in the case of the 'Sophia of Jesus Christ" this is certainly the case and that is considered a particularly way-out Gnostic text. I only quoted that because it illustrates how wild the early church was.Homebelly wrote: The Apocrypha are a group of texts that lie out side the cannon for any number of reasons. One of those reasons might be that the text contains overt gnostic imagery that is linked to gnostic philosophy.
In this regard the gospel of Thomas is absolutely a gnostic text.
The earlier quote in this thread about the Sophia and the King of Kings is about as gnostic as it gets.
In the case of the "Gospel of Thomas" you can call it Gnostic, but for the modern church that is used to effectively label something as 'not worth reading' or 'heretical.
'Gnostic' is such a broad classification, it encompasses everything that wasn't the Roman/Pauline top-down (accepted) view. "Thomas" is only slightly different from the canonical texts, and in the differences it is not overly Gnostic in fact it is often considered to predate the canonical versions
That it is interpreted as 'Gnostic' says a lot about the modern church and how the non-canonical texts need to be categorised.Stevan L. Davies provides statistical evidence that the lack of order with the synoptics shows that Thomas was most likely not reliant upon the canonical Gospels and probably predated them. A number of authors argue that when the logia in Thomas do have parallels in the synoptics the version in Thomas often seems closer to the source. Theissen and Merz give sayings 31 and 65 as examples of this. Similary Earl Doherty argues that when the Gospel of Thomas does parallel Q or the New Testament, it shows a less developed, more "primitive" or "original" form than the latter.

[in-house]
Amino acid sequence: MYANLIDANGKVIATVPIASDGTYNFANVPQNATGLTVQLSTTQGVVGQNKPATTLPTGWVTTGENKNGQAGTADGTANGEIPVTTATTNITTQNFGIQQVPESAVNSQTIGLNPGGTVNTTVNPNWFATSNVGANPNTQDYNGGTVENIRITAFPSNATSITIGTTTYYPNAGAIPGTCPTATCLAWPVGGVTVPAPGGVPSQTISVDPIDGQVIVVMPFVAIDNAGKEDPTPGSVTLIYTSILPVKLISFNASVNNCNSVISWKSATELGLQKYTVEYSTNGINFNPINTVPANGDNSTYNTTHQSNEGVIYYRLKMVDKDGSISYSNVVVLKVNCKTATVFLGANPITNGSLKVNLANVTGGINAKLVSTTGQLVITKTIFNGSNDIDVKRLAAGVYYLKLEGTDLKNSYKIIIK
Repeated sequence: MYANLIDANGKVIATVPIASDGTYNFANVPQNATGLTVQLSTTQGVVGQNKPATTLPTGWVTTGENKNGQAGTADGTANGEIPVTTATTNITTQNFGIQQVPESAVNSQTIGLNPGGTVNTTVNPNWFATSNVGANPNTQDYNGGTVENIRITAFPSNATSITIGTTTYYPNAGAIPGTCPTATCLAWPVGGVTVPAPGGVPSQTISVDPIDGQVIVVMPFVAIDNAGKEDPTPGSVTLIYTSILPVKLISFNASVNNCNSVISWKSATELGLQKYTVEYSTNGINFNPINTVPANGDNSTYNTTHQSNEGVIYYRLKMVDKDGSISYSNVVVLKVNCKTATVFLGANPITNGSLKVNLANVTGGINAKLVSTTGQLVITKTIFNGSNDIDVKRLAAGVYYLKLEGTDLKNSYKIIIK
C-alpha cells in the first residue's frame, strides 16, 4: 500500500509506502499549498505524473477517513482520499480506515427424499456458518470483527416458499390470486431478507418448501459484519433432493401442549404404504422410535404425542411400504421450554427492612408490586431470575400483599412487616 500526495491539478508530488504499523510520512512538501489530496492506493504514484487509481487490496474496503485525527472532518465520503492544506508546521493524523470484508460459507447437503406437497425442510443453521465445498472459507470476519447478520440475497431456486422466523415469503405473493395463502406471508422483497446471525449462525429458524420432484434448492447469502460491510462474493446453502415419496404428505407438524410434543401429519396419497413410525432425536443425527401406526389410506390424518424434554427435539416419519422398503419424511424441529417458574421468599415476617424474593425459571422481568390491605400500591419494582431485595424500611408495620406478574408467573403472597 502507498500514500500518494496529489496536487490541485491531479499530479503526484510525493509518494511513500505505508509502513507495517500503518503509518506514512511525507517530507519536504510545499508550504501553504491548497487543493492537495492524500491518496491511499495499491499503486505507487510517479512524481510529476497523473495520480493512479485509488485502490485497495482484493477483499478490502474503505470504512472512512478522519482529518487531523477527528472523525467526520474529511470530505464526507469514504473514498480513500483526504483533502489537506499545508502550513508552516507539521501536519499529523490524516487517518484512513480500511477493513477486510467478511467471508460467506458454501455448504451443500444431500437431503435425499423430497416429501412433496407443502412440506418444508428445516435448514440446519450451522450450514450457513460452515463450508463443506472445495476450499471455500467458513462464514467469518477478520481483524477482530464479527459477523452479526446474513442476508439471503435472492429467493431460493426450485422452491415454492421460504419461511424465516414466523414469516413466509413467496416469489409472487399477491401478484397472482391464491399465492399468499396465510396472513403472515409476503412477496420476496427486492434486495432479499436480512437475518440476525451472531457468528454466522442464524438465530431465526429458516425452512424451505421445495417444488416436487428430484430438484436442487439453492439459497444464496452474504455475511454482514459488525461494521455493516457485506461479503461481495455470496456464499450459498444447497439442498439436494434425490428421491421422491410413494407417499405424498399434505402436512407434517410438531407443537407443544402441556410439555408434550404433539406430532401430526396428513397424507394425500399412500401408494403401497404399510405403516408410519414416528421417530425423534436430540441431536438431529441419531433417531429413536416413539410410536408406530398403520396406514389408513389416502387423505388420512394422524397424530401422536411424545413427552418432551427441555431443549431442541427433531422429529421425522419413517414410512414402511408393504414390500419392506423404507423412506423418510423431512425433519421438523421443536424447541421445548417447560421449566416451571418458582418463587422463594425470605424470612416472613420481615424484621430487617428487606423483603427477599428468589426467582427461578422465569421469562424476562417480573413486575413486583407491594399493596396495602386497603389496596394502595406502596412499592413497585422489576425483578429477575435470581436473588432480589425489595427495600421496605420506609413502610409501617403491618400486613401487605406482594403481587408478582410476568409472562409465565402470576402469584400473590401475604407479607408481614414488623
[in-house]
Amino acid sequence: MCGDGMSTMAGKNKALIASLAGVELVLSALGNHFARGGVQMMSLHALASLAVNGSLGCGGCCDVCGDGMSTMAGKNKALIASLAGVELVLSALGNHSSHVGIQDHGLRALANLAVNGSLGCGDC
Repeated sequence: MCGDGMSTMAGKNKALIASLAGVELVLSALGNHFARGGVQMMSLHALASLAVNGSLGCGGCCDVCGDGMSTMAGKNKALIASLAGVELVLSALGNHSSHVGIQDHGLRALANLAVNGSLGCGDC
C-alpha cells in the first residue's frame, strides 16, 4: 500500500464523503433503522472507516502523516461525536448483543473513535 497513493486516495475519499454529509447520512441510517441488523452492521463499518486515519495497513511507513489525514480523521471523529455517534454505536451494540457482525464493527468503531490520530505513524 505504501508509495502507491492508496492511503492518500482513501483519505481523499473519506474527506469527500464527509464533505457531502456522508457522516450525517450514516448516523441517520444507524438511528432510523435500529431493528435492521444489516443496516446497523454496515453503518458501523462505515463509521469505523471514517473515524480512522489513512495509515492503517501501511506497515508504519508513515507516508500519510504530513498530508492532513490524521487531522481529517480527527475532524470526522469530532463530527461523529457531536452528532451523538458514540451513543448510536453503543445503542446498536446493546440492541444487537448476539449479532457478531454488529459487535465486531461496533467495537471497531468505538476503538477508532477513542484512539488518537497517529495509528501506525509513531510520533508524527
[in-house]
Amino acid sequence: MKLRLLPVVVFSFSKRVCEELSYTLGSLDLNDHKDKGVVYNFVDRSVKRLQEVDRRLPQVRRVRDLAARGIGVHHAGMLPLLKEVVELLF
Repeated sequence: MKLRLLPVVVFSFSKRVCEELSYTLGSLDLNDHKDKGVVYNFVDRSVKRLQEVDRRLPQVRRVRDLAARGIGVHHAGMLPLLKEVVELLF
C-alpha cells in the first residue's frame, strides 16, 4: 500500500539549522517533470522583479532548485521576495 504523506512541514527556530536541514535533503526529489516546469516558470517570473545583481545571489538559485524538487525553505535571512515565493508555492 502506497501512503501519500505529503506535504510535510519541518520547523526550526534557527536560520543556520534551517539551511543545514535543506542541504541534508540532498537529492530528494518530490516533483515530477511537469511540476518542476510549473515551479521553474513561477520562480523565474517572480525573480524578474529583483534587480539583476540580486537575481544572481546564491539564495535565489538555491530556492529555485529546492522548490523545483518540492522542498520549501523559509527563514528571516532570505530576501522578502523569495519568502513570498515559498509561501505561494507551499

My core point is - although Paul made his version much more state oriented and the Jewish based model is much more weird and anti-state ... unifying all the non-roman texts under the label of 'Gnostic' and then marking them as 'Heretical' is simply an accident of history. The power of the Roman empire and various Synods took their canonical texts and massaged them to prove various points.
Although Thomas was left out of canon, this also saved it from centuries of editing by politically minded Bishops. This means that firstly it shows how some gospels may have read before they got edited, secondly it shows what got edited out.